EASRA meets to resolves stock exchange demutualization

A regional securities regulatory body has recommended a regional stock exchange as a way of adopting the demutualization approach Kenya has taken. The East Africa Securities Regulatory Authority’s (EASRA) 31st consultative meeting was held in Tanzania recently and made the recommendation.  

A regional securities regulatory body has recommended a regional stock exchange as a way of adopting the demutualization approach Kenya has taken.

The East Africa Securities Regulatory Authority’s (EASRA) 31st consultative meeting was held in Tanzania recently and made the recommendation.  

The demutualization of stock exchange will see the stock markets review their governance structure from government ownership to where companies are with multiple shareholders. 

“The issue of governance especially in decision making is always a problem where there is no demutualization,” said Olivier Kamanzi Deputy Executive Director of the Capital Markets Advisory Council (CMAC). 

He also stressed that demutualization would be important for guiding institutions in strategic direction for development. 

The meeting which took place on 11th August 2010 in the Tanzanian town of Moshi also adopted reports of EASRA sub committees which included the legal issues sub committee, marketing development, market supervision and risk management sub committees.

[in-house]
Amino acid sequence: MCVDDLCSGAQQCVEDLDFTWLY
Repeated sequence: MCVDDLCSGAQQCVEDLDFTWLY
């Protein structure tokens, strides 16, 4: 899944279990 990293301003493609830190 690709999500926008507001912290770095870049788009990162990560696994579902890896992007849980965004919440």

“In Kenya, a committee has already been put in place that will work to steer the demutualization process while the other countries have been urged to emulate Kenya,” added Kamanzi. 

However, Rwanda’s stock market is already demutualised with shareholding in government, National bank of Rwanda, Social Security Fund, Development Bank of Rwanda among others.

Capital adequacy for market intermediaries was another item that was high on agenda at the Moshi meeting.
Kamanzi said that market intermediaries such as stockbrokers, fund managers and custodians should meet a minimum capital requirement to practice for instance for stockbrokers in Rwanda, they should posses at least Rwf10 million in capital. 

“Some members have failed to meet this requirement and an agreement has been reached to harmonize the framework hence protection of public money,” explained Kamanzi. 

The meeting that was attended by executives of regional stock markets, representatives of banking and non banking institutions also noted the urgency with which the common market protocol should be implemented given that business were pursuing opportunities at a regional level.

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